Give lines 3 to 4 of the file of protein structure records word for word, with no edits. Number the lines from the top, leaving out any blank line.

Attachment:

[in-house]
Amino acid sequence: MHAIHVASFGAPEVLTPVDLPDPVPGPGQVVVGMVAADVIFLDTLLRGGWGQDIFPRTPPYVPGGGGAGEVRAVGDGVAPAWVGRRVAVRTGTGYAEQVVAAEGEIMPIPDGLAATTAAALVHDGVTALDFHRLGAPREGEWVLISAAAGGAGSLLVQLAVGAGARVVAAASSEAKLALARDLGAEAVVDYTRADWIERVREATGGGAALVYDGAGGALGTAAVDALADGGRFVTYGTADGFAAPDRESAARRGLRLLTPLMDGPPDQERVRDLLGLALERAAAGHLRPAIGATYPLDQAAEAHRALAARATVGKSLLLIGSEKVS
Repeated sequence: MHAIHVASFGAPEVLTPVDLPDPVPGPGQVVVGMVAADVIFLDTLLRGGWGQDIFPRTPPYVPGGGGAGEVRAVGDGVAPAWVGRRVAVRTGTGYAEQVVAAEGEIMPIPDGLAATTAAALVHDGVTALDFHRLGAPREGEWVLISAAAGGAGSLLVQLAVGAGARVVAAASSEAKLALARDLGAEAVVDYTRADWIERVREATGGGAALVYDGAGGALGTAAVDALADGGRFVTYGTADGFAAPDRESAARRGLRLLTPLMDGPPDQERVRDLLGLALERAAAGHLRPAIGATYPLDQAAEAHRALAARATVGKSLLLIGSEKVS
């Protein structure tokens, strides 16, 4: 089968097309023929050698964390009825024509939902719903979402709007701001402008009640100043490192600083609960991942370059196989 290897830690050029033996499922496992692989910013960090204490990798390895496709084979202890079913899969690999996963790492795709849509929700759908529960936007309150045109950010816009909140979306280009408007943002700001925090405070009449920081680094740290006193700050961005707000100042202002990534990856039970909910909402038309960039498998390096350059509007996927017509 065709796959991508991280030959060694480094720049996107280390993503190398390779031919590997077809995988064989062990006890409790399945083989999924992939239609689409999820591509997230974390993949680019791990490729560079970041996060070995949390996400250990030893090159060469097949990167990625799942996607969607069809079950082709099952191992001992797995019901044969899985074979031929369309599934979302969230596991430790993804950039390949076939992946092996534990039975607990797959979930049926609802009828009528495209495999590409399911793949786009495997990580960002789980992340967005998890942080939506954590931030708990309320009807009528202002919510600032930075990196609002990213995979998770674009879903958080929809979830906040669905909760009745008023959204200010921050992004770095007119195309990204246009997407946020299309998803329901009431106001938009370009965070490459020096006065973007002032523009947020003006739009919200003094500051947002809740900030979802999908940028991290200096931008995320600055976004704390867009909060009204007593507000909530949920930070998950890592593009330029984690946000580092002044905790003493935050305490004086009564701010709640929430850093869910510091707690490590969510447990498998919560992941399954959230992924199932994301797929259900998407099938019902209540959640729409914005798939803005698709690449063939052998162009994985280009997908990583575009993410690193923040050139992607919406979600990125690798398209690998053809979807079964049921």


Repeated sequence: MHAIHVASFGAPEVLTPVDLPDPVPGPGQVVVGMVAADVIFLDTLLRGGWGQDIFPRTPPYVPGGGGAGEVRAVGDGVAPAWVGRRVAVRTGTGYAEQVVAAEGEIMPIPDGLAATTAAALVHDGVTALDFHRLGAPREGEWVLISAAAGGAGSLLVQLAVGAGARVVAAASSEAKLALARDLGAEAVVDYTRADWIERVREATGGGAALVYDGAGGALGTAAVDALADGGRFVTYGTADGFAAPDRESAARRGLRLLTPLMDGPPDQERVRDLLGLALERAAAGHLRPAIGATYPLDQAAEAHRALAARATVGKSLLLIGSEKVS
């Protein structure tokens, strides 16, 4: 089968097309023929050698964390009825024509939902719903979402709007701001402008009640100043490192600083609960991942370059196989 290897830690050029033996499922496992692989910013960090204490990798390895496709084979202890079913899969690999996963790492795709849509929700759908529960936007309150045109950010816009909140979306280009408007943002700001925090405070009449920081680094740290006193700050961005707000100042202002990534990856039970909910909402038309960039498998390096350059509007996927017509 065709796959991508991280030959060694480094720049996107280390993503190398390779031919590997077809995988064989062990006890409790399945083989999924992939239609689409999820591509997230974390993949680019791990490729560079970041996060070995949390996400250990030893090159060469097949990167990625799942996607969607069809079950082709099952191992001992797995019901044969899985074979031929369309599934979302969230596991430790993804950039390949076939992946092996534990039975607990797959979930049926609802009828009528495209495999590409399911793949786009495997990580960002789980992340967005998890942080939506954590931030708990309320009807009528202002919510600032930075990196609002990213995979998770674009879903958080929809979830906040669905909760009745008023959204200010921050992004770095007119195309990204246009997407946020299309998803329901009431106001938009370009965070490459020096006065973007002032523009947020003006739009919200003094500051947002809740900030979802999908940028991290200096931008995320600055976004704390867009909060009204007593507000909530949920930070998950890592593009330029984690946000580092002044905790003493935050305490004086009564701010709640929430850093869910510091707690490590969510447990498998919560992941399954959230992924199932994301797929259900998407099938019902209540959640729409914005798939803005698709690449063939052998162009994985280009997908990583575009993410690193923040050139992607919406979600990125690798398209690998053809979807079964049921």